The root veggies were then ready for the grill, preheated on medium high, with two of the three burners on. I placed the veggies in a grilling pan on the back of the grill, so it was just getting a bit of direct heat. They took about 20 minutes, turning occasionally, to get nice and caramelized. And on the grill's front burner, I cooked some beef sliders we had on hand. When the veggies we cooked, I placed them in a bowl and tossed with more balsamic vinegar than I intended (I thought I'd grabbed the olive oil), some olive oil and a bit of toasted almonds. I'd have visions of making a fancier dressing, but as weeknight cooking often goes, that wasn't feasible along with the other things I had going.

As the veggies were on the grill, I got the squash going. I thinly sliced the zucchini and interestingly shaped summer squash (I usually think of yellow summer squash, but the farm called the light green squash a variety of summer squash). I got a large, minced garlic clove sauteeing in some olive oil, then added the squash and a bit of dried basil (alas, didn't have fresh). After a few minutes, I added the coarsely chopped turnip greens to saute for just a few minutes more. After a bit of salt and parm cheese, the squash and greens was ready to serve. I would have also squeezed some lemon over it if I had it on hand.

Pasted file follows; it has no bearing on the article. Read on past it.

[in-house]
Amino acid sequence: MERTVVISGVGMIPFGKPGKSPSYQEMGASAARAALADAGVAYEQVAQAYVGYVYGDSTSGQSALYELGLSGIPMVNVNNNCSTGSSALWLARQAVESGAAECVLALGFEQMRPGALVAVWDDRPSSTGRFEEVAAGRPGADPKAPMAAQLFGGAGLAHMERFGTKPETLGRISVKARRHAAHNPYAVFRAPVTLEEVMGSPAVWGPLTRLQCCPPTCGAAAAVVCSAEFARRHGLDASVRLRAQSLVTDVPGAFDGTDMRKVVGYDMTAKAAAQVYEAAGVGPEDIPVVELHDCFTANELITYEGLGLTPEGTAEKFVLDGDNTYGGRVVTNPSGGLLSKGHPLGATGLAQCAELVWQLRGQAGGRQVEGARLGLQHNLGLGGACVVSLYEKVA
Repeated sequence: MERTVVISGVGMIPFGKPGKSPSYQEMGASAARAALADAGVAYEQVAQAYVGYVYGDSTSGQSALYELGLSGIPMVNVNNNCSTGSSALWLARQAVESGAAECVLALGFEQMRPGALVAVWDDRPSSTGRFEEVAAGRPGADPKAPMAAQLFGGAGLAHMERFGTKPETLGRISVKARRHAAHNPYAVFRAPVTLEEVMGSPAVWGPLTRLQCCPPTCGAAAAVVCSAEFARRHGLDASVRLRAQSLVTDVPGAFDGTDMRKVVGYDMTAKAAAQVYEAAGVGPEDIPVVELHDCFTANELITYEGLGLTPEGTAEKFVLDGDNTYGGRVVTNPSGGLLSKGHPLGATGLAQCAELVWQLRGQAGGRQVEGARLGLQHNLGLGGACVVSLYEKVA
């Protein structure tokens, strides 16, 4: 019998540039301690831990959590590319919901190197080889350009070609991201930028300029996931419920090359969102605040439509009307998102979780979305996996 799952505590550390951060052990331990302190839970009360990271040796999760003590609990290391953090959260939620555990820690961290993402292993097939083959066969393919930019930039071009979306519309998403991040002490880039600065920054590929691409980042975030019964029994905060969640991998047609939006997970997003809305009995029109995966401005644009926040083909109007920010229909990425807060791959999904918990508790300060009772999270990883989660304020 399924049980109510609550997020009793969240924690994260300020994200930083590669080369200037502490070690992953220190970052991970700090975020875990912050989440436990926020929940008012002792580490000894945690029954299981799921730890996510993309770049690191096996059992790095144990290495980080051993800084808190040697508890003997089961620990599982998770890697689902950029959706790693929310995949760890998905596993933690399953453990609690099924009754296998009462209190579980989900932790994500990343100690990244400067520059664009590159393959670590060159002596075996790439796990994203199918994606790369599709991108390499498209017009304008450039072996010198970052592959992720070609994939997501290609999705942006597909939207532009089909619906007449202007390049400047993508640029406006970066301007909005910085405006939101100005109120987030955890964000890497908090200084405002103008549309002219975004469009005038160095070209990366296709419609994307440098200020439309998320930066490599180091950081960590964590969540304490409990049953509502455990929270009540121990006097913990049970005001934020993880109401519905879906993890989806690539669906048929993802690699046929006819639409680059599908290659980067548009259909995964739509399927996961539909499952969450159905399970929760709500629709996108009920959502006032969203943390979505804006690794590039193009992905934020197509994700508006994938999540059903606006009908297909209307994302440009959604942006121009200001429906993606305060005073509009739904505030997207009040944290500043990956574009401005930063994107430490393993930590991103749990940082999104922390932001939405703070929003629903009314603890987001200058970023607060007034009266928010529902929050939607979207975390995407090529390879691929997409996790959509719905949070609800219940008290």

After about an hour of prep time, we were ready to enjoy this local vegetable focused meal on our deck, enjoying a beautiful summer evening. With two substantial veggie dishes, one slider was plenty of meat. Another benefit of the CSA--in addition to some vegetarian meals, there are healthy meals like this, where there is still a bit of meat but veggies dominate the plate. I really like the way the squash and greens came out--definitely don't throw away those baby turnip greens! And what I thought was way too much balsamic (probably 2 tbsp or so) actually worked pretty well, which I'll keep in mind for next time. Now, I'm still searching for a red wine that can go with the grilled beets...I had to be sure to have burger following the beets, before taking a sip of the Monastrell I had. Stay tuned for that quest!